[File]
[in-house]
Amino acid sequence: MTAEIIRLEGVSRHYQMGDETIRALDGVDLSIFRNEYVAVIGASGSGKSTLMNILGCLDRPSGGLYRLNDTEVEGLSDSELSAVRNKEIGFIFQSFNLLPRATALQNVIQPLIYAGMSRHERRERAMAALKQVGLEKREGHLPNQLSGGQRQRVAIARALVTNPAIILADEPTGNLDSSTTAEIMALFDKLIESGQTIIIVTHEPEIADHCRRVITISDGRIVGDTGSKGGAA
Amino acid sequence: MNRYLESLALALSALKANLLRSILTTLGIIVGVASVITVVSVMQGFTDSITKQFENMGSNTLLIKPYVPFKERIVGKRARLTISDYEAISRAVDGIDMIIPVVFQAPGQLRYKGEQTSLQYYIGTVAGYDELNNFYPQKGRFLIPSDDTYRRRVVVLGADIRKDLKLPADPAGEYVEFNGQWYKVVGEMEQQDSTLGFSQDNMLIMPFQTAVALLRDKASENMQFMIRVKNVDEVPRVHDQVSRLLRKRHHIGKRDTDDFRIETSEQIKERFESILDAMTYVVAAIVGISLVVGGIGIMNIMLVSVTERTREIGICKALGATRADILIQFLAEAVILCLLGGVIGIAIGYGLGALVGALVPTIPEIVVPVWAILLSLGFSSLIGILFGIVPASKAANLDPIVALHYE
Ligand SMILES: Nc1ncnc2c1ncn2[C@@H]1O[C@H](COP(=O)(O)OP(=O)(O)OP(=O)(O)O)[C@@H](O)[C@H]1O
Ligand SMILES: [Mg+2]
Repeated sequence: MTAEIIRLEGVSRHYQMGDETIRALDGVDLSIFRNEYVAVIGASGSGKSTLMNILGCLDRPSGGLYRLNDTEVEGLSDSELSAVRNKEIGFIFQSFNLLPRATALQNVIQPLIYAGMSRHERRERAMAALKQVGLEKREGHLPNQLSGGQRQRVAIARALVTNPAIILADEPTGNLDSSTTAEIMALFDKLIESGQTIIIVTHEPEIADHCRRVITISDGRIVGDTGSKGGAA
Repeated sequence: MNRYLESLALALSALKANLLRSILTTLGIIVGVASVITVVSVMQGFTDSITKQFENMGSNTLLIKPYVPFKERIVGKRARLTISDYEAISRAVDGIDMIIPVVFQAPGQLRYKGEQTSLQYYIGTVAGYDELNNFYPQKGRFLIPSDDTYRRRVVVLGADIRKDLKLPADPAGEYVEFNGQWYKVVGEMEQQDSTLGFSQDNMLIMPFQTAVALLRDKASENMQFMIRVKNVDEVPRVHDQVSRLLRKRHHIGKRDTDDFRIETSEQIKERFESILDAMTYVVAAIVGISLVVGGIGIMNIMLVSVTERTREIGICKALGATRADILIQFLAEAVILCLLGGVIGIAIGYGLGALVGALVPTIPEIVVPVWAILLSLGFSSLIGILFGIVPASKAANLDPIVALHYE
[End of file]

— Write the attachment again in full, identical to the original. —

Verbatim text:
[in-house]
Amino acid sequence: MTAEIIRLEGVSRHYQMGDETIRALDGVDLSIFRNEYVAVIGASGSGKSTLMNILGCLDRPSGGLYRLNDTEVEGLSDSELSAVRNKEIGFIFQSFNLLPRATALQNVIQPLIYAGMSRHERRERAMAALKQVGLEKREGHLPNQLSGGQRQRVAIARALVTNPAIILADEPTGNLDSSTTAEIMALFDKLIESGQTIIIVTHEPEIADHCRRVITISDGRIVGDTGSKGGAA
Amino acid sequence: MNRYLESLALALSALKANLLRSILTTLGIIVGVASVITVVSVMQGFTDSITKQFENMGSNTLLIKPYVPFKERIVGKRARLTISDYEAISRAVDGIDMIIPVVFQAPGQLRYKGEQTSLQYYIGTVAGYDELNNFYPQKGRFLIPSDDTYRRRVVVLGADIRKDLKLPADPAGEYVEFNGQWYKVVGEMEQQDSTLGFSQDNMLIMPFQTAVALLRDKASENMQFMIRVKNVDEVPRVHDQVSRLLRKRHHIGKRDTDDFRIETSEQIKERFESILDAMTYVVAAIVGISLVVGGIGIMNIMLVSVTERTREIGICKALGATRADILIQFLAEAVILCLLGGVIGIAIGYGLGALVGALVPTIPEIVVPVWAILLSLGFSSLIGILFGIVPASKAANLDPIVALHYE
Ligand SMILES: Nc1ncnc2c1ncn2[C@@H]1O[C@H](COP(=O)(O)OP(=O)(O)OP(=O)(O)O)[C@@H](O)[C@H]1O
Ligand SMILES: [Mg+2]
Repeated sequence: MTAEIIRLEGVSRHYQMGDETIRALDGVDLSIFRNEYVAVIGASGSGKSTLMNILGCLDRPSGGLYRLNDTEVEGLSDSELSAVRNKEIGFIFQSFNLLPRATALQNVIQPLIYAGMSRHERRERAMAALKQVGLEKREGHLPNQLSGGQRQRVAIARALVTNPAIILADEPTGNLDSSTTAEIMALFDKLIESGQTIIIVTHEPEIADHCRRVITISDGRIVGDTGSKGGAA
Repeated sequence: MNRYLESLALALSALKANLLRSILTTLGIIVGVASVITVVSVMQGFTDSITKQFENMGSNTLLIKPYVPFKERIVGKRARLTISDYEAISRAVDGIDMIIPVVFQAPGQLRYKGEQTSLQYYIGTVAGYDELNNFYPQKGRFLIPSDDTYRRRVVVLGADIRKDLKLPADPAGEYVEFNGQWYKVVGEMEQQDSTLGFSQDNMLIMPFQTAVALLRDKASENMQFMIRVKNVDEVPRVHDQVSRLLRKRHHIGKRDTDDFRIETSEQIKERFESILDAMTYVVAAIVGISLVVGGIGIMNIMLVSVTERTREIGICKALGATRADILIQFLAEAVILCLLGGVIGIAIGYGLGALVGALVPTIPEIVVPVWAILLSLGFSSLIGILFGIVPASKAANLDPIVALHYE